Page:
If you have a handheld GPS unit you will need to be able to create a waypoint in decimal degree format, read the accuracy of your GPS unit and change the format settings. You will need to note the:
You need to check your GPS unit and make sure each is set to their correct respective units. You can use the guide bellow to check and change your GPS settings.
To find the geographic coordinate simply stand over your sample area whilst holding your GPS unit. The accuracy of your GPS unit is found on the map screen and is usually indicated quite clearly in a box entitled ‘ACURACY’ with an M for meters. This value should be written down on your data sheet before you calculate your waypoint (ideally below 5 meters for best reading).
Once this is noted down you can make a waypoint. This is most commonly done by pressing and hold the ‘Enter’ button on the map screenuntilanew ‘waypoint’screen appears. The ‘LOCATION’ box will contain the geographic location of your sample area (e.g. N 44.98127° W -93.34473°). You should write down this value but you can also save your waypoint coordinate information onto the internal memory of your GPS unit.
You can check the Datum of your GPS unit at any point by finding the ‘Units’ screen in your GPS internal settings and writing down the value in the‘Map Datum’ option.
If you do not have access to a handheld GPS unit you can use the mapping website iTouchMap. There are MANY other mapping websites but we have chosen to provide instruction on using iTouchMap because it is easy to find the latitude and longitude in the format we request (decimal degrees). You will need to record the:
If you are experienced with using Google Maps, using iTouchMap should be very straightforward. You can find for the approximate location of your site by typing its address (or a surrounding landmarks) ‘Address’ search box and clicking the enter key. This magnifies and moves your map screen around to the area you searched. You can then pan to your site and zoom into the exact location of you individual sample area. If it is difficult to see you site try switching to ‘hybrid’ mode to see aerial images as well as labeled roads etc.
Once you have zoomed in as much as possible you can left click on your mouse to create a blue marker over you sample location. This will produce two values in the ‘Latitude’ and ‘Longitude’ box directly below ‘Get the Latitude and Longitude of a Point’ title, these are the geographic coordinates of your sample area, whichyou can write down onto your data sheet (and/or copy these into a word document) making sure you write them down to 5 decimal places. If you want to replace or move marker delete it by simply right clicking your mouse over the marker.
Don’t worry if you can’t exactly find your sample area from the aerial images, just give the coordinate to the best detail you can. Using iTouchMap is a good way to find a map coordinate but it allows large amounts of room for human error so is rarely as good as a GPS unit. If you want a more detailed guide to using iTouchMap we have developed a guide that follows as lesson like tutorial (see link below).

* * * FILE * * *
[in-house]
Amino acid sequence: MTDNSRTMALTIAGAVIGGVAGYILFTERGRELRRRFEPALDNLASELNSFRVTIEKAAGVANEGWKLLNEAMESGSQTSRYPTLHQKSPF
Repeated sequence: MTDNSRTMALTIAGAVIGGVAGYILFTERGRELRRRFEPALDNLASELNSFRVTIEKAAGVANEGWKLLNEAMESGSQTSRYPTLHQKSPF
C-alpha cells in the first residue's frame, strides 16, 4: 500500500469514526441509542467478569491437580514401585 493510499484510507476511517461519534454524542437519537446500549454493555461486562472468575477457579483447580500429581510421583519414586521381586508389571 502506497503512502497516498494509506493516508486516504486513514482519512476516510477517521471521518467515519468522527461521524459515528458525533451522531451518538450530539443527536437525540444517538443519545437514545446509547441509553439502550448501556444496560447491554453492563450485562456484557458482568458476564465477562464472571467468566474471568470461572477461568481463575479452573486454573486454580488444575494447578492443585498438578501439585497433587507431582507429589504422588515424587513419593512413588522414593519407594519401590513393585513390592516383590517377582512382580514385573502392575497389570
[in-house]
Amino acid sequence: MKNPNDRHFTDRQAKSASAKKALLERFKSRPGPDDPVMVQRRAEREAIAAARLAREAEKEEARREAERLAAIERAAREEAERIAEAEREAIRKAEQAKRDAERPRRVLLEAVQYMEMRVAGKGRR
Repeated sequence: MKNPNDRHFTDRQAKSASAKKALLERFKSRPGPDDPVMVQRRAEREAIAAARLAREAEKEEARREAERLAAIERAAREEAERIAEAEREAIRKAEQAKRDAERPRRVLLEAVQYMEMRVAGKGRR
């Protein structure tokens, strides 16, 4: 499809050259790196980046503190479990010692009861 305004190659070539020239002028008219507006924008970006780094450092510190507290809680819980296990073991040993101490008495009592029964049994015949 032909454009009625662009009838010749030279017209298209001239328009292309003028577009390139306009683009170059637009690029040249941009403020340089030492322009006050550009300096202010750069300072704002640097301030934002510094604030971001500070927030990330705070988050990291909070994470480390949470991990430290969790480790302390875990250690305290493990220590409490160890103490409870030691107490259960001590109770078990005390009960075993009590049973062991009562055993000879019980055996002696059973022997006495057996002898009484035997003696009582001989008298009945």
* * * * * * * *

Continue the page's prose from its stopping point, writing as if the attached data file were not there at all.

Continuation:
The Multiple Plot Study uses mustard sampling as it is the most effective and comprehensive method of earthworm sampling. It allows the sampling of all earthworm species in the soil.
In this method you pour a solution of mustard water on the soil allowing it to percolate down. The mustard solution irritates the skin of earthworms and they come to the surface to avoid it, where they can be collected, preserved and identified. This technique works well for all species of earthworms but only when the earthworms are active. If it has been very dry, very hot or very cold in the week(s) prior to sampling they may not respond as very well since they may be in aestivation (earthworm version of hibernation). To make the solution, mix 4 liters (~1 gallon) of water with 40 grams (~1/3rd cup) ground yellow mustard seed. This is the same non organic yellow mustard you will find in the spice rack in any grocery store. In contrast, if air temperatures have been moderate and it has rained recently they are likely to be active and respond well to the liquid extraction. AN EXCEPTION – if the soil is very compacted and/or has a poor structure (heavy clay, fields, roads, etc.) the extractant doesn’t move well through the soil and the earthworms will not respond because the liquid doesn’t reach them. BUT, in most hardwood forests of our region the liquid extraction method works very well. Try it, it’s fun!
You can also collect simple soil information this is not essential for us but may be useful or interesting for you to investigate. The data sheet has an optional section for habitat and soil data.
A given site (nature center, school forest, etc.) may have several different habitat types (hardwood forests, conifer forests, restored prairie, wetlands, etc.). In general, you want to report your data for each habitat separately so the data sheet includes a section to help you describe your habitat in a general but valuable manner, including habitat type, current and past disturbance, habitat size, surrounding land use and some basic soil features.